I understand what the halting problem describes, but I do not understand how the proof by contradiction associated with it proves that it is impossible to solve.

The proof by contradiction can be defined as having a function Halt() which could determine whether a program will halt. One could then call this function in a program called Program and halt if the program halts or otherwise loop forever.

Program (String x)

If Halt(x, x) then
 Loop Forever
Else Halt.


What I don't understand is why if Halt() returns true that it has to Loop forever. Why can't the Program return 0 or 1?


  • $\begingroup$ It loops forever, by construction, so that there is a contradiction. If it returned 0, then it is possible that the Halt() call will simply return True (for all we know) so that no contradiction happens. In other words, it is constructed to cover both cases (of Halt() returning True or False). $\endgroup$ – Omar Dec 9 '17 at 13:50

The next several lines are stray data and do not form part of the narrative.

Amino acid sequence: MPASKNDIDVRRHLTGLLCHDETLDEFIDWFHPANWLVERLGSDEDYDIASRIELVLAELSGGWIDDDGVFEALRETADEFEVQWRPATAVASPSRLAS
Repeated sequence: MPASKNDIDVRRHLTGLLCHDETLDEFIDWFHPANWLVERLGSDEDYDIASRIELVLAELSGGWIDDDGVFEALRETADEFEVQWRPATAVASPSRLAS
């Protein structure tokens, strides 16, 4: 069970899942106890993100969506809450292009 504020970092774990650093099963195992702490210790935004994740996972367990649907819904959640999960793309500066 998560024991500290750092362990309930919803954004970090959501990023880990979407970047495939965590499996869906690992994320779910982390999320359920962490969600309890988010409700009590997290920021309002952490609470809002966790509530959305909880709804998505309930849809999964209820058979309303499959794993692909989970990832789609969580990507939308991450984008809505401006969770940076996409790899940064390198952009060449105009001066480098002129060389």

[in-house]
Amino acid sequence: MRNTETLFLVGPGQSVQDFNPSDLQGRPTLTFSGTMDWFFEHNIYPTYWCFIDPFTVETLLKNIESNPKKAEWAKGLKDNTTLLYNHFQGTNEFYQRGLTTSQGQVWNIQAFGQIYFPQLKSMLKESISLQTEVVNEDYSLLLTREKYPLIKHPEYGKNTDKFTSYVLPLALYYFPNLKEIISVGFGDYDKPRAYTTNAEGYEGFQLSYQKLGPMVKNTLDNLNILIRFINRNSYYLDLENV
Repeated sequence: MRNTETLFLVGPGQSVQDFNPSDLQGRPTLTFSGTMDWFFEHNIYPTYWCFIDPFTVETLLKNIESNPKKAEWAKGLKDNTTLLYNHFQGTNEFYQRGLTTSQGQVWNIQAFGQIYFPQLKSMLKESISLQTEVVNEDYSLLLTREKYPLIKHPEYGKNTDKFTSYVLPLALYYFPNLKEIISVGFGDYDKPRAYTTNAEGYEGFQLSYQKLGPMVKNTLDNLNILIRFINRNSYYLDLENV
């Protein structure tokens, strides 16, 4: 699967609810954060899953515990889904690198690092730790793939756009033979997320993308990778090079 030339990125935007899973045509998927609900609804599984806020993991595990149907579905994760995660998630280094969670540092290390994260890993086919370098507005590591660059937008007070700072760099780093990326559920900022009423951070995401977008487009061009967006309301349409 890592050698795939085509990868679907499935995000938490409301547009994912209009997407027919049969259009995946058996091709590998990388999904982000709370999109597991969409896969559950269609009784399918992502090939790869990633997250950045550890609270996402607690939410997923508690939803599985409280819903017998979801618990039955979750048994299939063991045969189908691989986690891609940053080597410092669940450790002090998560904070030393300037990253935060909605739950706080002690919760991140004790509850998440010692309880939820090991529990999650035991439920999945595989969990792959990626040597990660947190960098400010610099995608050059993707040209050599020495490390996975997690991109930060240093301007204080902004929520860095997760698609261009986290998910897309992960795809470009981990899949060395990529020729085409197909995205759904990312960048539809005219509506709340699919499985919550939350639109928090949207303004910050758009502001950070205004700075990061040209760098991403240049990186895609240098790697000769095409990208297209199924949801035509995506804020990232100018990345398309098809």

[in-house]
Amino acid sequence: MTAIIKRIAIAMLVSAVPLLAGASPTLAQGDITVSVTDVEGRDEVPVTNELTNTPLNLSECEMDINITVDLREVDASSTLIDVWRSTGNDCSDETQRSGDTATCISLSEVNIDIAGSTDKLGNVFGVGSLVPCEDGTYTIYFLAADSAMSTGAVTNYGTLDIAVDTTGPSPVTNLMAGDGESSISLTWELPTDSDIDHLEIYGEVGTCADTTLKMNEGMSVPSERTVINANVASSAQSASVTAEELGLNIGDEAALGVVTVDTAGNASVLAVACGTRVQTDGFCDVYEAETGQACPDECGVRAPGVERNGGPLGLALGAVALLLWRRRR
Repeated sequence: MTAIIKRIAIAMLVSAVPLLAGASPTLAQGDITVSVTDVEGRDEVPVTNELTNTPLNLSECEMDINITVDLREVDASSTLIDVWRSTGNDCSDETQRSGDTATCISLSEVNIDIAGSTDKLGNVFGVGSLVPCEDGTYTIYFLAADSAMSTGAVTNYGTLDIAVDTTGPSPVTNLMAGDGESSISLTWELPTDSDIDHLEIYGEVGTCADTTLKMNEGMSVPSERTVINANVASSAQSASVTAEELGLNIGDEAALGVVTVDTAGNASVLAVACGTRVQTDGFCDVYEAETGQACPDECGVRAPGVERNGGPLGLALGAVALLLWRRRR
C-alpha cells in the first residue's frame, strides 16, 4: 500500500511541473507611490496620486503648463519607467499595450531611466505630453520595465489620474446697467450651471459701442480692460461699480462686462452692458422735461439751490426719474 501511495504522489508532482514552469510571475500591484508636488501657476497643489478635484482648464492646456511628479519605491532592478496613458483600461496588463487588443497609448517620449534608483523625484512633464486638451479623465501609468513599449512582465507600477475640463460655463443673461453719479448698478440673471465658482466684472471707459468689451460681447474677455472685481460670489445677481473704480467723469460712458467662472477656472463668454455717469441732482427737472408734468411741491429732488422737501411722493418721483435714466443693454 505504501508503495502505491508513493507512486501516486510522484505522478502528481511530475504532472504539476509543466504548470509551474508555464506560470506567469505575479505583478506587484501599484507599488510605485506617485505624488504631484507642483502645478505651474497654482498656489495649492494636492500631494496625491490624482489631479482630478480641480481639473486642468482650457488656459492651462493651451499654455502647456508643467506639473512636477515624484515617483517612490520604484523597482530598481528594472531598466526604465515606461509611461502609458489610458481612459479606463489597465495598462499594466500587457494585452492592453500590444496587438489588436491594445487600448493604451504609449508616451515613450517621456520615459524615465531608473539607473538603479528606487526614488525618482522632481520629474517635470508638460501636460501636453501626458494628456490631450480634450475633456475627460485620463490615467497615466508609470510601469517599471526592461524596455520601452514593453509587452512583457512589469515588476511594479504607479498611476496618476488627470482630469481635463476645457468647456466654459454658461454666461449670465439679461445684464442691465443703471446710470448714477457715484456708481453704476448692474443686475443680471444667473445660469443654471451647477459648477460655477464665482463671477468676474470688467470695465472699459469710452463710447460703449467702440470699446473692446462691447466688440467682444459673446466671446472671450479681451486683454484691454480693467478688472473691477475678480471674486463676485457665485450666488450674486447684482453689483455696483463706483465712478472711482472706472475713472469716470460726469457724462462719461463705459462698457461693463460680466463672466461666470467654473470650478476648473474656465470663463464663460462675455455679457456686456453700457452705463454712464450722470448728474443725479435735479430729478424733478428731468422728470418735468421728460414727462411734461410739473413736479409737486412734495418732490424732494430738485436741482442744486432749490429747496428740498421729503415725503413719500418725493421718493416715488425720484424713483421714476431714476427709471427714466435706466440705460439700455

• $\begingroup$ Thanks for the response. If I instead did if Halt(x,x) then return 0, why would this not be valid? $\endgroup$ – user81528 Dec 9 '17 at 15:34
  • $\begingroup$ The program would be okay, but the proof wouldn't work (if Halt returns True, no contradiction arises since the program will indeed terminate). See cs.stackexchange.com/a/38477/73821 for a proof sketch. $\endgroup$ – Omar Dec 9 '17 at 16:04

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